Fees Counseling services are free of charge to Grand Valley students who have registered and attended classes. Psychological/ career assessment or testing and courtordered evaluations require fees. Appointments The Counseling and Career Development Center offers counseling at the Allendale and Pew Grand Rapids campuses. Students may make appointments by contacting the Allendale office at (616) 331-3266 or the Pew office at (616) 331-7596, or by visiting either location during business hours. In the case of an emergency or crisis situation, call or come to the office to meet with a staff member that same day.
Dear Elle: What is the best way for a survivor to respond during and after an assault? There is no such thing as the “best” conduct for a victim during or after an assault. Often, people ask why a victim did not fight harder to get away. This is an unfair judgment because in many circumstances, if a victim tries to put up a fight during the assault, the victim may incite the perpetrator to further violence. Following the assault, the victim should do what they can to remove themselves from the area: Call a trusted friend or family member, an ambulance or the police. Once the victim/survivor is safe, they may want to seek medical attention, pursue criminal charges or talk to someone at a counseling center. This is the survivor’s choice. A nurse examiner program, such as the program at the YWCA, provides a free and confidential comprehensive medical exam to sexual assault victim/survivors. During an examination, and with the victim’s consent, evidence is collected by a specially trained nurse in a supportive environment. A nurse examiner program can also provide emergency contraception, STI testing and other important resources. On an emotional level, a victim/survivor of sexual assault or rape has survived a serious physical and emotional trauma. Reactions vary greatly depending on the individual. Some victims may experience intense emotion; some may experience no emotion at all. It is important to remember that there is no proper reaction to an assault. There is no wrong way to be a victim. The most important thing is to focus on the victim’s survival and adjustment after the assault, and make sure the survivor is able to do so in as safe and comfortable of an environment as possible.
KNOW YOUR OPTIONS Are you a victim or survivor of a sexual violence? There are many resources available to you on campus and in the community. Remember that you are not alone, and that there are people who want to help you. These individuals are prepared to help and assist you.
D O M E S T I C O R D AT I N G V I O L E N C E • The National Domestic Violence Hotline 800-799-SAFE • YWCA Central West Michigan 616-451-2744 • Center For Women In Transition 616-392-1970 (English); 616- 355-9755 (Español) • Safe Haven Ministries 616-452-6664
D O M E S T I C V I O L E N C E S H E LT E R S The organizations below have trained staff available 24/7 to assist you with safety planning and emergency shelter. They can also answer questions about helpful programs, housing options, legal options, medical options and other supportive services. • The YWCA Domestic Crisis Center (616) 451-2744, 25 Sheldon St. SE, Grand Rapids • The Center for Women in Transition (616) 392-1970, 411 Butternut Drive, Holland • Safe Haven Ministries (616) 452-6664, 3501 Lake Eastbrook Blvd SE, Grand Rapids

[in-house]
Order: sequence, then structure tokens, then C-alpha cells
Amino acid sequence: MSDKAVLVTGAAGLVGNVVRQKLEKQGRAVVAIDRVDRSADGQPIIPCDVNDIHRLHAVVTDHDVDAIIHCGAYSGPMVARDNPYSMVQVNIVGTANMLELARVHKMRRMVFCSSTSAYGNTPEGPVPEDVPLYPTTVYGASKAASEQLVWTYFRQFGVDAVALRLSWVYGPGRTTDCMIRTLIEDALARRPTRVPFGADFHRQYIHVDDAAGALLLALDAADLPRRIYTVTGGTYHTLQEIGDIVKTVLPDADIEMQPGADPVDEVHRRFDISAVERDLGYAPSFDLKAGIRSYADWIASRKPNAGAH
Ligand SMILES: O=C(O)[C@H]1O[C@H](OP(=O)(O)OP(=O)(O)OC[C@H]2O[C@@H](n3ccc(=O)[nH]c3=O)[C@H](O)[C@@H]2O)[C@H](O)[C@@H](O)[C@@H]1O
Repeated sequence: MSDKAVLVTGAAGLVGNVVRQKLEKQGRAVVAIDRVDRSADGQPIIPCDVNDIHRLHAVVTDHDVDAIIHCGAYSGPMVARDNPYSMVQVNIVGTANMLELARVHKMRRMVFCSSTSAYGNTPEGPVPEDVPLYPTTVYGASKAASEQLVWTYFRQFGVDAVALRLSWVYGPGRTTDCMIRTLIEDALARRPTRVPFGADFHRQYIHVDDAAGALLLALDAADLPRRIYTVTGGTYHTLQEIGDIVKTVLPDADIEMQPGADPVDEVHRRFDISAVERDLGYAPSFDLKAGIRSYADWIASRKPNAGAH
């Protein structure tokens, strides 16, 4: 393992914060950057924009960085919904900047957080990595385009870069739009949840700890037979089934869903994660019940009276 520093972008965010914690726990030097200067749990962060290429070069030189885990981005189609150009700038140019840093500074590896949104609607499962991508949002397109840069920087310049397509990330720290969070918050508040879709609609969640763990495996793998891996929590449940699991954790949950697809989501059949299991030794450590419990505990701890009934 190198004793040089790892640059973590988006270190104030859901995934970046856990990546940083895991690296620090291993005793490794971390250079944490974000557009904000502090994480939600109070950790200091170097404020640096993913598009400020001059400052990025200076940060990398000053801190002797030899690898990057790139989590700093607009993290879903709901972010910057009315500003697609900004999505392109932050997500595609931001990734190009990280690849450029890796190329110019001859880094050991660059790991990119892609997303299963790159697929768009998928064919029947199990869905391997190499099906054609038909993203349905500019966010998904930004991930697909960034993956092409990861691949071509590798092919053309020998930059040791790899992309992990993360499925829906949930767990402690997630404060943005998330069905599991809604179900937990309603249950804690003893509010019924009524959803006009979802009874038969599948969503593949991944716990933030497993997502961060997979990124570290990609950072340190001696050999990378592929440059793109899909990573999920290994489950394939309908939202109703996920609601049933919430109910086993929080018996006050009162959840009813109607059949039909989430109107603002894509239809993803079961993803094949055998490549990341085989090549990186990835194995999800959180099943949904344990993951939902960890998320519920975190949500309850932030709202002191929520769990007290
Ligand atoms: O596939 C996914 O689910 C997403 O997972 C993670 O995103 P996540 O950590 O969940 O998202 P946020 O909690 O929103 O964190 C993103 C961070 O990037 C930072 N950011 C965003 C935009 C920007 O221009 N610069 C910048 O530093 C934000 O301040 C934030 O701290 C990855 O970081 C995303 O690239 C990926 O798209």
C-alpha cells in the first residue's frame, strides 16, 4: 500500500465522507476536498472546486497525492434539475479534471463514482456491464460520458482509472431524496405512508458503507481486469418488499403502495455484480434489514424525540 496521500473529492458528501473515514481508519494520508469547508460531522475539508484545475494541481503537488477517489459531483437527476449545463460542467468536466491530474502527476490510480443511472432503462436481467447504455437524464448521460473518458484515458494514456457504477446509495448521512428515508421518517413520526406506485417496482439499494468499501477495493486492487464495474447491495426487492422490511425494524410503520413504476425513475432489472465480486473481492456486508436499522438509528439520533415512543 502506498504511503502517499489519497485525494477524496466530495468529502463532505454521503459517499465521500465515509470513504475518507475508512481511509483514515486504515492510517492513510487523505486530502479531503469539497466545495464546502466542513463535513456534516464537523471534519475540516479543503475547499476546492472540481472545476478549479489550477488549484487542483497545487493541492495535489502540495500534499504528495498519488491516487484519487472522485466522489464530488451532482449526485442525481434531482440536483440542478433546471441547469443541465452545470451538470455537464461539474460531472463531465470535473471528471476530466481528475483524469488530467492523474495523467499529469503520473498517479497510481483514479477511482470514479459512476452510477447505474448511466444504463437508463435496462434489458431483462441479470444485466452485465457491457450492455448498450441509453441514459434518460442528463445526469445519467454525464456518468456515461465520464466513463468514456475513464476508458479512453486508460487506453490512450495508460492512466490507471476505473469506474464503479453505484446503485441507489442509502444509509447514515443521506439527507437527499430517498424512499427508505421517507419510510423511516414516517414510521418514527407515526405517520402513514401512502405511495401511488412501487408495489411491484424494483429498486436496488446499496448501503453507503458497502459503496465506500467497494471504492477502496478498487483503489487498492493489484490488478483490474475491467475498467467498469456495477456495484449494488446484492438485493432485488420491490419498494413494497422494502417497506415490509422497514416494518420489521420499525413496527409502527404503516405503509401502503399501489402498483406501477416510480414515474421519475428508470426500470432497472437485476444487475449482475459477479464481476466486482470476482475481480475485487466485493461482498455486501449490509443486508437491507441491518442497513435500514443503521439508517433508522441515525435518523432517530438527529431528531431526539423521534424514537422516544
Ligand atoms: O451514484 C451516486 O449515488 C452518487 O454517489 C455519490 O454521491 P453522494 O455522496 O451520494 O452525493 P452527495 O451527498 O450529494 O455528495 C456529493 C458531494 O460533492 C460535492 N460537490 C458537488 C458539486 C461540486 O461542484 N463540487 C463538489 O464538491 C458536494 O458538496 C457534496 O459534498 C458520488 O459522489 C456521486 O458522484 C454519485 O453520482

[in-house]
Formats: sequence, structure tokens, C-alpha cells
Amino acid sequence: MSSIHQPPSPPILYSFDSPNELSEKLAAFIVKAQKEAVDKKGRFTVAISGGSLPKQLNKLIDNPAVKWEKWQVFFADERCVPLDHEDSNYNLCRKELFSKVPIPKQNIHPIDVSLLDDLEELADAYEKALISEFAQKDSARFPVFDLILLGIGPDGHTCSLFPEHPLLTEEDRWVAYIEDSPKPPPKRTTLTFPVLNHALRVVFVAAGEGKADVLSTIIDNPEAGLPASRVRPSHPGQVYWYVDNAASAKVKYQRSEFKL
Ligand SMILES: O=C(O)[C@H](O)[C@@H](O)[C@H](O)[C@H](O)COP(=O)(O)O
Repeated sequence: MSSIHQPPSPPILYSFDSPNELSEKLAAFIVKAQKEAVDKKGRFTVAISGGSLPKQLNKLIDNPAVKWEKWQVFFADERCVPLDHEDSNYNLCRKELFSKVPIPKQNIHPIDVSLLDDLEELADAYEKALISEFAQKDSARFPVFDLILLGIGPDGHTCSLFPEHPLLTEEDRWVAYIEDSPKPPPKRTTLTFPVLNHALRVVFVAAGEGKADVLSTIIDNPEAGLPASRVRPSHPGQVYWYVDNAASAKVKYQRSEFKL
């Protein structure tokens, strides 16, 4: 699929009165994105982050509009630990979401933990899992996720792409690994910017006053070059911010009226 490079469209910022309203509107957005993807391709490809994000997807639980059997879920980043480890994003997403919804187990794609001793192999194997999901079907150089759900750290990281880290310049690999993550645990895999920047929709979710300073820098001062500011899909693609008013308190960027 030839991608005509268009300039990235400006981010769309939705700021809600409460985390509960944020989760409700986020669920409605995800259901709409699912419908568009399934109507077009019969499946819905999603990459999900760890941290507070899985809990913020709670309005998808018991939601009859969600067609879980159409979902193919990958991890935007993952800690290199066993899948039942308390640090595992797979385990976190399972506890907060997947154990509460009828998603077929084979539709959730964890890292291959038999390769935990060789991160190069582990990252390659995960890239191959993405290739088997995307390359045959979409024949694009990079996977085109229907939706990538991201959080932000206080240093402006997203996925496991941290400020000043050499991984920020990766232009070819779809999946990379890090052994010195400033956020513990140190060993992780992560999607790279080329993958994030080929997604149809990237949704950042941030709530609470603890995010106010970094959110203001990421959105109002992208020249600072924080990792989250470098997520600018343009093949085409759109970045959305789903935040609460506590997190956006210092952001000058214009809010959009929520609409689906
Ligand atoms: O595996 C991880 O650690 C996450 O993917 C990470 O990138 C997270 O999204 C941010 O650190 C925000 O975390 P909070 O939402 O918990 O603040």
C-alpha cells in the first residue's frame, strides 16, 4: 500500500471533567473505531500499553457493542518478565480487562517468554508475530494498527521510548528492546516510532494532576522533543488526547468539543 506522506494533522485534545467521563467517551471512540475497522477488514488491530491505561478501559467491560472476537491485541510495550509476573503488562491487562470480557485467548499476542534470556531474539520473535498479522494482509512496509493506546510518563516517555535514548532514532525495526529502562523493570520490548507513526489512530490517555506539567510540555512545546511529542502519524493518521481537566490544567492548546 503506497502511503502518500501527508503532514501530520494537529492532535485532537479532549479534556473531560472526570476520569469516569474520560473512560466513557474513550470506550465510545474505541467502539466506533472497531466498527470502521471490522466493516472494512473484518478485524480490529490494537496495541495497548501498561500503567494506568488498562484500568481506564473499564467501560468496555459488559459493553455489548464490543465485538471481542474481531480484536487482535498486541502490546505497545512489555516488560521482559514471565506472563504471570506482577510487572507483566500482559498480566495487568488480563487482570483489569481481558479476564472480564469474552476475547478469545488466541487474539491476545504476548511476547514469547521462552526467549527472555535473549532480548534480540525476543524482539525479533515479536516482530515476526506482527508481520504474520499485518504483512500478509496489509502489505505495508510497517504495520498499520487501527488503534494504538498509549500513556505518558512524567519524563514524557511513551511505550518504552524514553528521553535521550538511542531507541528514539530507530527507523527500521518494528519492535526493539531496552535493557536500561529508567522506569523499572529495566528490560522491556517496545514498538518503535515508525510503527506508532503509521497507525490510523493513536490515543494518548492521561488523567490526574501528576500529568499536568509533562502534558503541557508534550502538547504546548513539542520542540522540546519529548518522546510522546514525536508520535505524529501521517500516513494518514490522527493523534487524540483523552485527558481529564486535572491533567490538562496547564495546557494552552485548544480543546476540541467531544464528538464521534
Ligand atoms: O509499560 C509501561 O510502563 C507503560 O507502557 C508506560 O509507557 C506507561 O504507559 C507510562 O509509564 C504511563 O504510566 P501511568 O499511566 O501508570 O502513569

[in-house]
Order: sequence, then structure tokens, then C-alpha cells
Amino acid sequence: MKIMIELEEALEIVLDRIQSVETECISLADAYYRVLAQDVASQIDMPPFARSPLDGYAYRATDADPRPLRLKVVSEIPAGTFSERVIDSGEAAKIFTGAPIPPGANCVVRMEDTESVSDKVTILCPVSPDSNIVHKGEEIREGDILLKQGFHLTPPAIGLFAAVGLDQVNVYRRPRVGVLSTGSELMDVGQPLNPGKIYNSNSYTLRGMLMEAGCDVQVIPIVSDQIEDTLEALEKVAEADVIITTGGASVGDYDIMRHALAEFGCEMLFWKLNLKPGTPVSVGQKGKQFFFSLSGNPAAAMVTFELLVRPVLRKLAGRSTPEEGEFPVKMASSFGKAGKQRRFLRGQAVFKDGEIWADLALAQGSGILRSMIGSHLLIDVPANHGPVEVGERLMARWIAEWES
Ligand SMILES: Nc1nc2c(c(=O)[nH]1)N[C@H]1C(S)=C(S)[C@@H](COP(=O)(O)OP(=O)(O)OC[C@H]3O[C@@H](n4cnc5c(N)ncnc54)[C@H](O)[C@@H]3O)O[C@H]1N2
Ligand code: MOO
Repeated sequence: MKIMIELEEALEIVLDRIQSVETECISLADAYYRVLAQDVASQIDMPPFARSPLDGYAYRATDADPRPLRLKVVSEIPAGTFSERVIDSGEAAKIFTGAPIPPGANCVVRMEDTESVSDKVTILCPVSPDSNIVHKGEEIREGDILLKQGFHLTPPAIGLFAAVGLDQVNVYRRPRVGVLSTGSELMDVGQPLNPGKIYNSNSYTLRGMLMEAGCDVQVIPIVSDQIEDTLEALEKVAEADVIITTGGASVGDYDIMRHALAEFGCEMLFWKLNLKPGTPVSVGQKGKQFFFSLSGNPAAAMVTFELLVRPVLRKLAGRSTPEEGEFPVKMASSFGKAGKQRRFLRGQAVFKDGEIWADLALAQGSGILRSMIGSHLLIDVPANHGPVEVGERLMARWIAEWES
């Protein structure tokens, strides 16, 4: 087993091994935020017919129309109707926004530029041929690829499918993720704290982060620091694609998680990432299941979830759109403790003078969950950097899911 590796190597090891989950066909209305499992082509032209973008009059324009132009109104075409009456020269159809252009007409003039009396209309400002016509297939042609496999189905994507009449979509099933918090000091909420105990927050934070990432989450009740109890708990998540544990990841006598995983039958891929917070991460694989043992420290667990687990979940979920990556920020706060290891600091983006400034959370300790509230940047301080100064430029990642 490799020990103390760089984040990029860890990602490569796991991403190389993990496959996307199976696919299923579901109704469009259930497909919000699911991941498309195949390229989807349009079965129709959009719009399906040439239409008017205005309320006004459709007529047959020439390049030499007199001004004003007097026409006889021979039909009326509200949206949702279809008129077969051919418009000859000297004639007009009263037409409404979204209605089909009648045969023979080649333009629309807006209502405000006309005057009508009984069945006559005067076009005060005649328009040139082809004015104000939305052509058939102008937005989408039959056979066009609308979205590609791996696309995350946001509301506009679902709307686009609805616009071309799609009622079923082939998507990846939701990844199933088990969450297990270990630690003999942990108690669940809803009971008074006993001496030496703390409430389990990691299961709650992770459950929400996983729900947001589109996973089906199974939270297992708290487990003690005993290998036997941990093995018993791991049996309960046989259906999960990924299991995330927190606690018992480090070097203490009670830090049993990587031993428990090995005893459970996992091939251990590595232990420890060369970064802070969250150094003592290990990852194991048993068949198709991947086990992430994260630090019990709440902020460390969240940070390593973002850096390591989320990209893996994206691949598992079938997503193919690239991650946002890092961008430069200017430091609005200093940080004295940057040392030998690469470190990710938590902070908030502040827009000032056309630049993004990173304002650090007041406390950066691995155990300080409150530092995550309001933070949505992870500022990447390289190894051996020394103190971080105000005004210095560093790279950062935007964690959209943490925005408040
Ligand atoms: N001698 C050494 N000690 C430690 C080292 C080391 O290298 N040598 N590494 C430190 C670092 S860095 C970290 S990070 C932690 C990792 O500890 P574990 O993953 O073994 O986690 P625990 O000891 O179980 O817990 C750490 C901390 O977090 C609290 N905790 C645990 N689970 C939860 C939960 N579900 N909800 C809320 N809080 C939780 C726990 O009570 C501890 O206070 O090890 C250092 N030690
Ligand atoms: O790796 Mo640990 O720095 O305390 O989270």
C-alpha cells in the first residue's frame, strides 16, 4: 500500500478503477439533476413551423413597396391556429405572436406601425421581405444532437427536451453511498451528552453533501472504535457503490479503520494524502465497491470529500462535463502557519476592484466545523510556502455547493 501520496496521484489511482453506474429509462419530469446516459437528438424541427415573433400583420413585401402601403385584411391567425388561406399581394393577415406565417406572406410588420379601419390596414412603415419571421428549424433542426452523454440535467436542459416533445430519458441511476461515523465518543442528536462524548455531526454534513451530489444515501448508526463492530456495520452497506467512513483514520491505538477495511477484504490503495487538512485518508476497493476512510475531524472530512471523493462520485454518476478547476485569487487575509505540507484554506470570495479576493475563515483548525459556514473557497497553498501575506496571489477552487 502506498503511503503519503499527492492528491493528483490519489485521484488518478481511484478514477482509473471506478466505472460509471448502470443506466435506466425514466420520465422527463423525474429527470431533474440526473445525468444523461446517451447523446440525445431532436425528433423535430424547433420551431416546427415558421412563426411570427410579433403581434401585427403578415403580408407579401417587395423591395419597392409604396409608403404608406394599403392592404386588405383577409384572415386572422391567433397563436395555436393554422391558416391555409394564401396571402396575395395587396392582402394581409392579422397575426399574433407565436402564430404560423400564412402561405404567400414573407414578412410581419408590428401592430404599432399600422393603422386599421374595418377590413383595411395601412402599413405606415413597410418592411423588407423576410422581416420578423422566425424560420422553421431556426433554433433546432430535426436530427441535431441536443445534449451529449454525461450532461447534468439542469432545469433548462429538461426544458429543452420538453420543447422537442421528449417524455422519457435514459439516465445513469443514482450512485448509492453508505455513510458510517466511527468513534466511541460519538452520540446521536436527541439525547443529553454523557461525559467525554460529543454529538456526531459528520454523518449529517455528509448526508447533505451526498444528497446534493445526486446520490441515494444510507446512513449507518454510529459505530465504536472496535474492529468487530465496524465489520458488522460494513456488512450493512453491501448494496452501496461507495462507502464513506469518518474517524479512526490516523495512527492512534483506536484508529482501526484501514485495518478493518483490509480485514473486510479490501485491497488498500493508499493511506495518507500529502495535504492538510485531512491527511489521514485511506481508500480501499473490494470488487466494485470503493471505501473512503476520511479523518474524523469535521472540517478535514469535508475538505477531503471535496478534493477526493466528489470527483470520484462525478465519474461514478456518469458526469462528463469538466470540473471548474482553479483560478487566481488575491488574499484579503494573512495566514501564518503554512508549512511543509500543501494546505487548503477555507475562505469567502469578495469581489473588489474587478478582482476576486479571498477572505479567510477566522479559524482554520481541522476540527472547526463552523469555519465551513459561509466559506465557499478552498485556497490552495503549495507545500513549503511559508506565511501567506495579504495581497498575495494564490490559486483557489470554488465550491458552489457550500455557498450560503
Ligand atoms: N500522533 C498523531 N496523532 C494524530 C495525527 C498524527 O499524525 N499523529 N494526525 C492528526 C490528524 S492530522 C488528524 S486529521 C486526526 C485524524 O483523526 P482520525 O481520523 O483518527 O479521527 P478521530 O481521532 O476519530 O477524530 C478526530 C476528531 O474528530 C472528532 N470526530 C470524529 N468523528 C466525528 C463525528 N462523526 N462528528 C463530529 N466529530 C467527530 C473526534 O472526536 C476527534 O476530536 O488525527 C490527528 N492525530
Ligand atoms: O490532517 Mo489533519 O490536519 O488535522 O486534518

DID YOU K N O W. . .
You can report assaults via chat and text? Organizations that support victims of sexual assault have embraced new technologies to help victims, their friends and family members. Rape, Abuse, & Incest National Network is the nation’s largest anti-sexual violence organization. It offers an online hotline service that is free, confidential and available 24/7, ohl.rainn.org/online/. It allows victims, family and friends to chat online with trained individuals. This site also features a quick-escape button that allows the page to exit and open to a basic search engine for confidentiality and safety.
FORENSIC AND MEDICAL EXAM (NURSE EXAMINER PROGRAMS) Receiving immediate and follow-up medical attention is one of the most important things that you can do for yourself when you have been sexually assaulted. You may have injuries that need to be treated, and you may want to be tested for pregnancy or sexually transmitted infections. This program includes the collection of evidence in case you decide to pursue legal options. • The YWCA of West Central Michigan (616) 776-7273, 25 Sheldon St. SE, Grand Rapids • The Center for Women in Transition (616) 392-1970, 411 Butternut Drive, Holland
I N T E R C U LT U R A L C O M M U N I T I E S • National Resource Center for Asians http://apiidv.org • Hispanic Center of West Michigan: For domestic violence support systems call (616) 742-0223 (this is not a crisis hotline) • INCITE! Women of Color Against Violence: www.incite-national.org • Uniting Three Fires Against Violence (855) DNT-HIT-ME; unitingthreefiresagainstviolence.org